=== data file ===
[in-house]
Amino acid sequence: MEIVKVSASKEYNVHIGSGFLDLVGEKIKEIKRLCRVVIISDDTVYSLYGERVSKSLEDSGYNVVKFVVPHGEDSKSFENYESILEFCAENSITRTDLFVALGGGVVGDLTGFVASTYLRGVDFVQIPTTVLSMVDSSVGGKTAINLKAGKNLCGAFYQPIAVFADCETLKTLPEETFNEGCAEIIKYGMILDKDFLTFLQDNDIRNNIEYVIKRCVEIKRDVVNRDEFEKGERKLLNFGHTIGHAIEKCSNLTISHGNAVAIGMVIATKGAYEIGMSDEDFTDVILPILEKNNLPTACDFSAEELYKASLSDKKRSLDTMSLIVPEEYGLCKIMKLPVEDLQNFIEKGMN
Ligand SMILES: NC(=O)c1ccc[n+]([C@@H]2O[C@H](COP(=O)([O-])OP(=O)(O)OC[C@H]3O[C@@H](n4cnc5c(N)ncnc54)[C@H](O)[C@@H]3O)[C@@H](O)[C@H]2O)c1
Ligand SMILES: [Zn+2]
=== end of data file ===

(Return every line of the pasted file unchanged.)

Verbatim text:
[in-house]
Amino acid sequence: MEIVKVSASKEYNVHIGSGFLDLVGEKIKEIKRLCRVVIISDDTVYSLYGERVSKSLEDSGYNVVKFVVPHGEDSKSFENYESILEFCAENSITRTDLFVALGGGVVGDLTGFVASTYLRGVDFVQIPTTVLSMVDSSVGGKTAINLKAGKNLCGAFYQPIAVFADCETLKTLPEETFNEGCAEIIKYGMILDKDFLTFLQDNDIRNNIEYVIKRCVEIKRDVVNRDEFEKGERKLLNFGHTIGHAIEKCSNLTISHGNAVAIGMVIATKGAYEIGMSDEDFTDVILPILEKNNLPTACDFSAEELYKASLSDKKRSLDTMSLIVPEEYGLCKIMKLPVEDLQNFIEKGMN
Ligand SMILES: NC(=O)c1ccc[n+]([C@@H]2O[C@H](COP(=O)([O-])OP(=O)(O)OC[C@H]3O[C@@H](n4cnc5c(N)ncnc54)[C@H](O)[C@@H]3O)[C@@H](O)[C@H]2O)c1
Ligand SMILES: [Zn+2]